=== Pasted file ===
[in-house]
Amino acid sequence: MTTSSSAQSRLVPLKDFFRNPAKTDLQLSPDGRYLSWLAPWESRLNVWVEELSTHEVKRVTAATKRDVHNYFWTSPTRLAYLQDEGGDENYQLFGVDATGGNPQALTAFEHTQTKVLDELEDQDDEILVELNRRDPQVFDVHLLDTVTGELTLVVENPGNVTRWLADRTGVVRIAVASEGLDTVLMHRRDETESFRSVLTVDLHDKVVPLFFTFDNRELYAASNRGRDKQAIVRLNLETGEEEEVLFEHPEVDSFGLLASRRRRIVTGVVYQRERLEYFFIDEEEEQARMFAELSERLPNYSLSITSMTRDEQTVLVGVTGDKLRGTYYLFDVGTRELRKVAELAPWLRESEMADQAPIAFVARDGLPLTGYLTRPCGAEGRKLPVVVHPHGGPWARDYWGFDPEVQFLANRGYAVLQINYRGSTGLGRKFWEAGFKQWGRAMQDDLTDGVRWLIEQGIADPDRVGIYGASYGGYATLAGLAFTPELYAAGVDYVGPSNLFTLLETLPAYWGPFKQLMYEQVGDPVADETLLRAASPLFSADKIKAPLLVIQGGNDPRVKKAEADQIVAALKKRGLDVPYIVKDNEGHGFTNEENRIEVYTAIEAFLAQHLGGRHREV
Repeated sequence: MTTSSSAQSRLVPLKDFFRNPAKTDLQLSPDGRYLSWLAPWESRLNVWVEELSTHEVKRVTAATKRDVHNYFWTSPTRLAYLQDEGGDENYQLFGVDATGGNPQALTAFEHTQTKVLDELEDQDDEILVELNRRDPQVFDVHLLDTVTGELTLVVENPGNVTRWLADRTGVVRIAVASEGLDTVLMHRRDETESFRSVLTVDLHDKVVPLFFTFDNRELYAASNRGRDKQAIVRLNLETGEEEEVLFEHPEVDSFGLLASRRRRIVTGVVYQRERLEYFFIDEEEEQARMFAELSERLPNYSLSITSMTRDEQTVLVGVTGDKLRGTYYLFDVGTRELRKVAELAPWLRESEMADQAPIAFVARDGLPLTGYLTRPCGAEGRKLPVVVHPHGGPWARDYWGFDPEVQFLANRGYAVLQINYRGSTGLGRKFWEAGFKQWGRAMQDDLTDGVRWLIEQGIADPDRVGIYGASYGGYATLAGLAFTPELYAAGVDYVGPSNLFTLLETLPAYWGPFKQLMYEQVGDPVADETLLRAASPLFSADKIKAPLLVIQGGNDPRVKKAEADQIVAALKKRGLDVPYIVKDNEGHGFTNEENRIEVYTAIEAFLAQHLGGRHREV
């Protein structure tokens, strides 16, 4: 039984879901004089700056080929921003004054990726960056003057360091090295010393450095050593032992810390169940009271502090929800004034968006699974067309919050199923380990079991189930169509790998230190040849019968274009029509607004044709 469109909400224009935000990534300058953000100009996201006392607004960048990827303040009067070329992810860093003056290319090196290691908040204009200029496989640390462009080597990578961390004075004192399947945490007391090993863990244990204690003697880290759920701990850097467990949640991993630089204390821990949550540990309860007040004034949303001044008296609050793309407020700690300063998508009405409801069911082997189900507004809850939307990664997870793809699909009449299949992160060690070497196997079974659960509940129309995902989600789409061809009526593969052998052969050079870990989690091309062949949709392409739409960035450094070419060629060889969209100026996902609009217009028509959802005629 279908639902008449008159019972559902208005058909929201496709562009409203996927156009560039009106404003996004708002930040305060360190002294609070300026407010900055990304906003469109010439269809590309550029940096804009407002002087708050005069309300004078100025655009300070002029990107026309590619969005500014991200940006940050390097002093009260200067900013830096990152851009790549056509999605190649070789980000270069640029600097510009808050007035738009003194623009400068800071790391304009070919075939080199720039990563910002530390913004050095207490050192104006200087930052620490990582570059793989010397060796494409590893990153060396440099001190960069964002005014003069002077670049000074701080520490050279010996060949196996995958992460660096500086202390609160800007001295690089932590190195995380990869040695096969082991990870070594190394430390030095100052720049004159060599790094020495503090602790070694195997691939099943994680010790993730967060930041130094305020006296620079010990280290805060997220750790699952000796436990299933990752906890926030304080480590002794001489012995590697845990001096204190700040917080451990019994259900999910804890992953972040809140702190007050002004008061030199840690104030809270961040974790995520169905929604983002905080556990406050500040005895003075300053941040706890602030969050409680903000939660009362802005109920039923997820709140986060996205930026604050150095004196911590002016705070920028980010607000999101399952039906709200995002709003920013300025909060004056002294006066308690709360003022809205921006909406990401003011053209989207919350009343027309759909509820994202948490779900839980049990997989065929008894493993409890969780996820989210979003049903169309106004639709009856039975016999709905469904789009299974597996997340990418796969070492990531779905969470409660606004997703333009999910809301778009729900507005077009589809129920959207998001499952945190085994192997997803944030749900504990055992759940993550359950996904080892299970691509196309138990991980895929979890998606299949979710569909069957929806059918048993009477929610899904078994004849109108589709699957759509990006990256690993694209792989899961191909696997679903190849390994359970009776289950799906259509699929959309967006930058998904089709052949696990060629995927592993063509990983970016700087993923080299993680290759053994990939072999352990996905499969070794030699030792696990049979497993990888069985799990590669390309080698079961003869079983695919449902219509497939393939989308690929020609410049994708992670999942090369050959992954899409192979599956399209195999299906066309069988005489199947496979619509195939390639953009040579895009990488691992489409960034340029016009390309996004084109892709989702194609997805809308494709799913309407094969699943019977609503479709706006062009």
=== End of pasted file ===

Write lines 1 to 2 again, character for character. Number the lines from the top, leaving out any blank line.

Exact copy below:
[in-house]
Amino acid sequence: MTTSSSAQSRLVPLKDFFRNPAKTDLQLSPDGRYLSWLAPWESRLNVWVEELSTHEVKRVTAATKRDVHNYFWTSPTRLAYLQDEGGDENYQLFGVDATGGNPQALTAFEHTQTKVLDELEDQDDEILVELNRRDPQVFDVHLLDTVTGELTLVVENPGNVTRWLADRTGVVRIAVASEGLDTVLMHRRDETESFRSVLTVDLHDKVVPLFFTFDNRELYAASNRGRDKQAIVRLNLETGEEEEVLFEHPEVDSFGLLASRRRRIVTGVVYQRERLEYFFIDEEEEQARMFAELSERLPNYSLSITSMTRDEQTVLVGVTGDKLRGTYYLFDVGTRELRKVAELAPWLRESEMADQAPIAFVARDGLPLTGYLTRPCGAEGRKLPVVVHPHGGPWARDYWGFDPEVQFLANRGYAVLQINYRGSTGLGRKFWEAGFKQWGRAMQDDLTDGVRWLIEQGIADPDRVGIYGASYGGYATLAGLAFTPELYAAGVDYVGPSNLFTLLETLPAYWGPFKQLMYEQVGDPVADETLLRAASPLFSADKIKAPLLVIQGGNDPRVKKAEADQIVAALKKRGLDVPYIVKDNEGHGFTNEENRIEVYTAIEAFLAQHLGGRHREV